Energy investors that remain concerned about the possibility of a second economic contraction, but still want to have equity exposure, should look for companies with stronger balance sheets that are sure to emerge intact from a double-dip recession.

Investopedia Markets: Explore the best one-stop source for financial news, quotes and insights.

Many companies didn't survive the last recession as falling cash flows along with large and maturing debt loads took its toll on a number of public companies. The energy sector is particularly susceptible to this due to the cyclical nature of both the business and commodity prices.

Exploration and Production
Devon Energy (NYSE:DVN) has a solid balance sheet that has been enhanced over the last year with the proceeds of a large restructuring program initiated by the company at the end of 2010. This program involved the divestiture of offshore and international properties and netted approximately $8 billion in after-tax proceeds.

Devon Energy ended the second quarter of 2011 with $7.9 billion and $6.7 billion of cash and short-term investments, bringing net debt down to $1.2 billion. Devon Energy's net-debt-to-capitalization ratio of 5% is conservative and should lead to a less volatile stock price relative to more levered companies.

Evolution Petroleum Corporation (NYSE:EPM) goes one step further and has no debt on its balance sheet as of the end of the company's third fiscal quarter. Evolution Petroleum Corporation is active mostly in Texas and Louisiana and has the majority of its proved reserves and production from an enhanced oil recovery operation at the Delhi Field in northern Louisiana.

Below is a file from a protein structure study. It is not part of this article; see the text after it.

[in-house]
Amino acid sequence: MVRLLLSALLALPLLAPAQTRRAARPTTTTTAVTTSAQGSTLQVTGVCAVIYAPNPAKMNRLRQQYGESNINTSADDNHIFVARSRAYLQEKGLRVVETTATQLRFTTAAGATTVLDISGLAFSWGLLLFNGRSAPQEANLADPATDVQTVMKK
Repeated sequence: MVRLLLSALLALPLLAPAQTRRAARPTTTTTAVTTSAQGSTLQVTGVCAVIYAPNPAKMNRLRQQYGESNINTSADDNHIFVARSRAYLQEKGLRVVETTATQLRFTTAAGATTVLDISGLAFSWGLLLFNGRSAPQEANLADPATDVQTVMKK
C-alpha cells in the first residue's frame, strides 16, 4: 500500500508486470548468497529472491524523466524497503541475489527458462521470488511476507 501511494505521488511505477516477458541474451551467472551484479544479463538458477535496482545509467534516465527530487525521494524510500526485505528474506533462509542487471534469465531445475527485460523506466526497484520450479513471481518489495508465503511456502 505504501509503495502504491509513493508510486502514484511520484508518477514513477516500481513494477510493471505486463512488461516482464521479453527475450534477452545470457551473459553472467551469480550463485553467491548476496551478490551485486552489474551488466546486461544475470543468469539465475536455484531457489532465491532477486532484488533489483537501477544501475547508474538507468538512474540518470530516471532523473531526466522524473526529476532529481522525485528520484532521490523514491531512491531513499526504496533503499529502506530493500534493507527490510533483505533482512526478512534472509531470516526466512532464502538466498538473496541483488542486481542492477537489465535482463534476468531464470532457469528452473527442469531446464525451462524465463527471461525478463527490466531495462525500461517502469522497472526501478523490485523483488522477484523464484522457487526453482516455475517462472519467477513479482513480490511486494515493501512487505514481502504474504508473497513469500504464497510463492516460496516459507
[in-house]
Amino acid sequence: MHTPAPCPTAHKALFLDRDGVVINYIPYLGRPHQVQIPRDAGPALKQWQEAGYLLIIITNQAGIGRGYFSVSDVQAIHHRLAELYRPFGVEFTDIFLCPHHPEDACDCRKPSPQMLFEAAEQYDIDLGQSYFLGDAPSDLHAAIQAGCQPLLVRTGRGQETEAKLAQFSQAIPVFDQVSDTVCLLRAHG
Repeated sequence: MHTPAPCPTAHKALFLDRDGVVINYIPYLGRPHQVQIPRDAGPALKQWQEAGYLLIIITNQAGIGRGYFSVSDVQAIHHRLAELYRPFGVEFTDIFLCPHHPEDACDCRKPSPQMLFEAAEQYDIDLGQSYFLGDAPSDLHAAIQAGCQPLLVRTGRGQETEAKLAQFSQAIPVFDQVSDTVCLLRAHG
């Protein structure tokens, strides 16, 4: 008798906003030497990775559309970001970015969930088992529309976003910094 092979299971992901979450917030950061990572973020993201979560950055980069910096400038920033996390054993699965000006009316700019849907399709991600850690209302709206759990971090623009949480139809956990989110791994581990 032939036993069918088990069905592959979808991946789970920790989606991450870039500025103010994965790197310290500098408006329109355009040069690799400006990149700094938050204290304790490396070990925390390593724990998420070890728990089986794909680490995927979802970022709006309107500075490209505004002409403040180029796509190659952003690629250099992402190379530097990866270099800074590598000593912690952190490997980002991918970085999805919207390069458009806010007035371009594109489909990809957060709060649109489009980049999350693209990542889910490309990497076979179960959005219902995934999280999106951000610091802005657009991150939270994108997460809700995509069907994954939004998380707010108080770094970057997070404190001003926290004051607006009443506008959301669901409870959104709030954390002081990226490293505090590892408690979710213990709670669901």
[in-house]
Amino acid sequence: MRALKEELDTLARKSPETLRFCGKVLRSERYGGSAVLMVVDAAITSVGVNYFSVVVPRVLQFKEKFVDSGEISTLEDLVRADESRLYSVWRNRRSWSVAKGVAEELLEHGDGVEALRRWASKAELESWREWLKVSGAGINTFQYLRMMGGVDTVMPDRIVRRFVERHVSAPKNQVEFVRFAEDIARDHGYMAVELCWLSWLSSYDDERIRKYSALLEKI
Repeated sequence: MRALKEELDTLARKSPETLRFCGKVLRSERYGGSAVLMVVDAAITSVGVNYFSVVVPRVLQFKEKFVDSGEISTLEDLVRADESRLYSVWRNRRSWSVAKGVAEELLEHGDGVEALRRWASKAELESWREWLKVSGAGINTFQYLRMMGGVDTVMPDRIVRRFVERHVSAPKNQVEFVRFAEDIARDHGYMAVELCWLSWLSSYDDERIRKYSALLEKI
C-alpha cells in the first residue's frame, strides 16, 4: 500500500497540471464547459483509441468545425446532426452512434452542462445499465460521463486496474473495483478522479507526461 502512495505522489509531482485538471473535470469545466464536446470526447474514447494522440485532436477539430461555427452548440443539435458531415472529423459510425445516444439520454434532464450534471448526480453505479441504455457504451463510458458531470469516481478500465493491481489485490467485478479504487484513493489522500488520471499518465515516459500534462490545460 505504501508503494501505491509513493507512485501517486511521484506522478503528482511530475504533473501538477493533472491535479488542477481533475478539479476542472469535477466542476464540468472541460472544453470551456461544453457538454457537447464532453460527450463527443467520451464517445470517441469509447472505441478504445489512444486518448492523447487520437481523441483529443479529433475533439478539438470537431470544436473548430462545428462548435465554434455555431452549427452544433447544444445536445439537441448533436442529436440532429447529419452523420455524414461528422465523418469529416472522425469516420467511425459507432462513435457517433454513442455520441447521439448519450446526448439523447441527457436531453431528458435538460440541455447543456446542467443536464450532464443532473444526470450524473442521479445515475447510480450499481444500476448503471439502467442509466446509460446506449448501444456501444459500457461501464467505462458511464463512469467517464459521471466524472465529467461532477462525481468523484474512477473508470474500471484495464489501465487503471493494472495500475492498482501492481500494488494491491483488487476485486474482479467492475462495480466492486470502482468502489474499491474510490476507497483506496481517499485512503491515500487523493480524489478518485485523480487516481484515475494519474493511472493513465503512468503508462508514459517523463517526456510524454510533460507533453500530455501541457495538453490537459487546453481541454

Diversified Energy
Unit Corp (NYSE:UNT) also has a better balance sheet than many of its peers, with a debt-to-capitalization ratio of 12% as of June 20, 2011. The company has nothing drawn on its credit facility and only one debt issue outstanding with a maturity date in 2021. Unit Corp is involved in exploration and production, and contract drilling and midstream, giving investors exposure to three separate areas of the energy complex.

Oil Services
Dril-Quip (NYSE:DRQ) has $79 million in debt and $250 million in cash as of the end of the second quarter of 2011, bringing this oil services company into a negative net debt position. Dril-Quip is a supplier of subsea products and equipment and has no leverage to the North American drilling cycle, which tends to be more cyclical during downturns than the offshore cycle.

The Bottom Line
Companies with little or no debt are usually safer plays during a recession, but investors should understand that the financial measures used above are incomplete as well as static and backward looking. A more comprehensive examination would involve additional measures of leverage and one that is prospective for the company's net cash flows over the next year. Also, during market panics, investors tend to sell off all stocks in a cyclical sector, regardless of individual fundamentals, which means there are few places to hide in the energy sector. (For additional reading, take a look at A Guide To Investing In Oil Markets.)

Use the Investopedia Stock Simulator to trade the stocks mentioned in this stock analysis, risk free!

Related Articles
  1. Stock Analysis

    The 5 Best Buy-and-Hold Energy Stocks